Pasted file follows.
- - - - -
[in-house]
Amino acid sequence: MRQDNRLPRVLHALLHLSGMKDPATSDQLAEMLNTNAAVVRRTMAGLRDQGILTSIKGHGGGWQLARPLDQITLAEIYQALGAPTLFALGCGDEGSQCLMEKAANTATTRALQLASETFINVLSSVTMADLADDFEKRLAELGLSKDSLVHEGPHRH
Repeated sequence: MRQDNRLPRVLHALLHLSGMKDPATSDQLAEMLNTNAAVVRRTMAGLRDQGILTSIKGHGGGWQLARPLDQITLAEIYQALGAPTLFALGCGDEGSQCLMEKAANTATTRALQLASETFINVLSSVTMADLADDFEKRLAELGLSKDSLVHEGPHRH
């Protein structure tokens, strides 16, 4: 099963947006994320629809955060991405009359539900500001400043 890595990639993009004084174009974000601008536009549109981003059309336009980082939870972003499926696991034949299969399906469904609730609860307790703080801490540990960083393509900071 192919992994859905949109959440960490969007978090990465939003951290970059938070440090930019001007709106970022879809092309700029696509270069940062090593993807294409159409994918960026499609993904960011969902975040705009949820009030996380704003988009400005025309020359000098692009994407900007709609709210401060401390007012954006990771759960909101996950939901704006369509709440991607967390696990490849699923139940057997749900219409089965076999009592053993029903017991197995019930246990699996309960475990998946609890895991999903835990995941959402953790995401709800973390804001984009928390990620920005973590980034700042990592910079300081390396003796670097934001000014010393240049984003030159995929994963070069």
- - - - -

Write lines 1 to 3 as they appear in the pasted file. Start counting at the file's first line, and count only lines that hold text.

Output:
[in-house]
Amino acid sequence: MRQDNRLPRVLHALLHLSGMKDPATSDQLAEMLNTNAAVVRRTMAGLRDQGILTSIKGHGGGWQLARPLDQITLAEIYQALGAPTLFALGCGDEGSQCLMEKAANTATTRALQLASETFINVLSSVTMADLADDFEKRLAELGLSKDSLVHEGPHRH
Repeated sequence: MRQDNRLPRVLHALLHLSGMKDPATSDQLAEMLNTNAAVVRRTMAGLRDQGILTSIKGHGGGWQLARPLDQITLAEIYQALGAPTLFALGCGDEGSQCLMEKAANTATTRALQLASETFINVLSSVTMADLADDFEKRLAELGLSKDSLVHEGPHRH